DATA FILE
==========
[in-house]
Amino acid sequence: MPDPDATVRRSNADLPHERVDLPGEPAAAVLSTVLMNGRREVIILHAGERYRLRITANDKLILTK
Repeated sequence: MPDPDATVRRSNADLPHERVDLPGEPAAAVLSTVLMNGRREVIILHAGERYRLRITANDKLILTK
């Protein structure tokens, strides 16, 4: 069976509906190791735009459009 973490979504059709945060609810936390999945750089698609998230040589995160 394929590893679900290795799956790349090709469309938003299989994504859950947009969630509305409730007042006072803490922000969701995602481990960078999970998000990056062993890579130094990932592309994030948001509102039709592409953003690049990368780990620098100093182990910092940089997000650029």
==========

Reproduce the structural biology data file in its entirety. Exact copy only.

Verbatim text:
[in-house]
Amino acid sequence: MPDPDATVRRSNADLPHERVDLPGEPAAAVLSTVLMNGRREVIILHAGERYRLRITANDKLILTK
Repeated sequence: MPDPDATVRRSNADLPHERVDLPGEPAAAVLSTVLMNGRREVIILHAGERYRLRITANDKLILTK
């Protein structure tokens, strides 16, 4: 069976509906190791735009459009 973490979504059709945060609810936390999945750089698609998230040589995160 394929590893679900290795799956790349090709469309938003299989994504859950947009969630509305409730007042006072803490922000969701995602481990960078999970998000990056062993890579130094990932592309994030948001509102039709592409953003690049990368780990620098100093182990910092940089997000650029």